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Listening with Curiosity with Larry King

Larry King is recognized worldwide as one of the best media personalities of our time. He’s conducted over 40,000 interviews over a 60-year career. Larry’s still going strong and can be seen presently hosting  “Larry King Now” on Ora TV, Hulu, and RT. Celebrities, politicians, athletes, and newsmakers from around the planet have experienced Larry King’s unique disarming interview style and come to trust him as a friend and talented professional. From JFK and Vladimir Putin to the Dalai Lama and Lady Gaga, anyone having an impact on the world has sat across the desk from Larry King. He is a multi-book author and the major fundraiser for The Larry King Cardiac Foundation, a cause stemming from his own heart problems earlier in life. When he’s not hard at work you might see him at a baseball game, either calling it or watching from the stands. He has had a lifelong obsession with the sport (beginning with the Brooklyn Dodgers).


"All of the above, [but] curiosity first."


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  • The key to interviewing well is to refrain from establishing an agenda. It’s important to avoid being predisposed to liking, disliking, agreeing, or disagreeing with the person. Since Larry chose that position, he understood that what he needed to do was listen openly.
  • Listening is the most important part of interviewing because the answer usually leads to a question. That’s why he never prepared questions in advance.
  • The best interviewers ask good, short questions. You can ask “why” all day.
  • Always focus on the subject at hand. Be present. Do not concern yourself with yesterday’s subject or tomorrow’s.


  • When asked how he was able to remain so present during interviews Larry shared that he can only attribute it to love and lifelong passion.
  • Larry explained that he had always done what came easily to him: broadcasting. It’s what he always wanted to do. He originally thought he would become a baseball announcer.
  • He tells us that he fell into interviewing very early. Singer Bobby Darin was the first famous person he interviewed and loved it from the minute he started the interchange. He loves challenging interviews and interviews where he can get someone to come forward that didn’t want to come forward.
  • After 63 years, he still gets a kick out of doing it. When the light goes on, something goes on in him and it reflects in what he does. It’s his passion.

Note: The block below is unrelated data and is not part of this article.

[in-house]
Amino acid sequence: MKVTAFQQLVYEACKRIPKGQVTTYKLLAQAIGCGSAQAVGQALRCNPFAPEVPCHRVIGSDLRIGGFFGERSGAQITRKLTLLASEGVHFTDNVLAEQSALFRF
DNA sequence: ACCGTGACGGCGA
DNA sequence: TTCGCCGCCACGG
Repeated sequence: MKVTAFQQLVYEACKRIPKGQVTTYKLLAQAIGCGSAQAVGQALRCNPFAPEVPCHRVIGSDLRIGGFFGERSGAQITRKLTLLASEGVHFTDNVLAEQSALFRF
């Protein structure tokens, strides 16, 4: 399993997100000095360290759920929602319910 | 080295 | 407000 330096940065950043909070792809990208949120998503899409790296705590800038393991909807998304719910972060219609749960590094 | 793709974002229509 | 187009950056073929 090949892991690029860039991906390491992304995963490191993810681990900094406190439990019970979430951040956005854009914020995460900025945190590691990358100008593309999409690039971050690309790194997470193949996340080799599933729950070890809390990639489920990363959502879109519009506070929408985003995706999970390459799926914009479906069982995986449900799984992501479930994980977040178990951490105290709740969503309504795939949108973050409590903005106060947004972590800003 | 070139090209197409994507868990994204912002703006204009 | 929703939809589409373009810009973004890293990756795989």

• I asked Larry about how he was able to turn around difficult interviewing situations and he recounted this story:
  • There is an organization called Aces (American Fighter Aces Association). Aces are pilots who have shot down more than 5 enemy planes in warfare. It was a social organization that would meet once a year to tell war stories.
  • One year the Aces convention was being held in Miami where Larry started his career. There was an Ace that lived in Miami who had shot down 7 planes during WWII. The team booked him to be interviewed by Larry on the radio show. Larry had to speak with him for one hour with no backup.
  • Larry recalls the man sitting down and having very sweaty palms — maybe he was nervous about being interviewed. The first question Larry asked him was what attracted him to flying. The ACE gave very short responses, like “I just liked it.”
  • Unsure of what to do to get the Ace to engage more, Larry began to ask new questions. Instead of talking about shooting down planes, he changed the conversation to overcoming fear.
  • When you get new questions you get new answers.
  • He asked the Ace if there were enemy planes above the radio station right then and they had one lone plane available to fly would he go up and fight. The Ace immediately responded that he would.
  • Larry made his interviewee comfortable by relating the situation to himself, considering how afraid he would be if he had to fight.
  • After that, the man opened up and began giving 10-minute long responses.